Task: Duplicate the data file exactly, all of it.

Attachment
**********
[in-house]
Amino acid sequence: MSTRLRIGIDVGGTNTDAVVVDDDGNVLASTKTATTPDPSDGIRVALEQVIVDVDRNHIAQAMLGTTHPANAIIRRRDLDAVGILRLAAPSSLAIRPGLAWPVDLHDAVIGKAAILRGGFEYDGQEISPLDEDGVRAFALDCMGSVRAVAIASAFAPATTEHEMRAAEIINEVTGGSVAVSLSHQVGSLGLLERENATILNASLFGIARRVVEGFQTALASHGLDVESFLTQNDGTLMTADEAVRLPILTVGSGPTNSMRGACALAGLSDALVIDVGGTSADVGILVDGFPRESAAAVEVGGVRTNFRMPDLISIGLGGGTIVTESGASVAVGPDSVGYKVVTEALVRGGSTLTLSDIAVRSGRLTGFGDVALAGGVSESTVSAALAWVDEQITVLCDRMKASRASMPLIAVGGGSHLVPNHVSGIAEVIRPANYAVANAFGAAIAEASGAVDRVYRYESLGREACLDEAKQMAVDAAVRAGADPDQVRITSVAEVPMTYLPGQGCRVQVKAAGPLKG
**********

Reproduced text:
[in-house]
Amino acid sequence: MSTRLRIGIDVGGTNTDAVVVDDDGNVLASTKTATTPDPSDGIRVALEQVIVDVDRNHIAQAMLGTTHPANAIIRRRDLDAVGILRLAAPSSLAIRPGLAWPVDLHDAVIGKAAILRGGFEYDGQEISPLDEDGVRAFALDCMGSVRAVAIASAFAPATTEHEMRAAEIINEVTGGSVAVSLSHQVGSLGLLERENATILNASLFGIARRVVEGFQTALASHGLDVESFLTQNDGTLMTADEAVRLPILTVGSGPTNSMRGACALAGLSDALVIDVGGTSADVGILVDGFPRESAAAVEVGGVRTNFRMPDLISIGLGGGTIVTESGASVAVGPDSVGYKVVTEALVRGGSTLTLSDIAVRSGRLTGFGDVALAGGVSESTVSAALAWVDEQITVLCDRMKASRASMPLIAVGGGSHLVPNHVSGIAEVIRPANYAVANAFGAAIAEASGAVDRVYRYESLGREACLDEAKQMAVDAAVRAGADPDQVRITSVAEVPMTYLPGQGCRVQVKAAGPLKG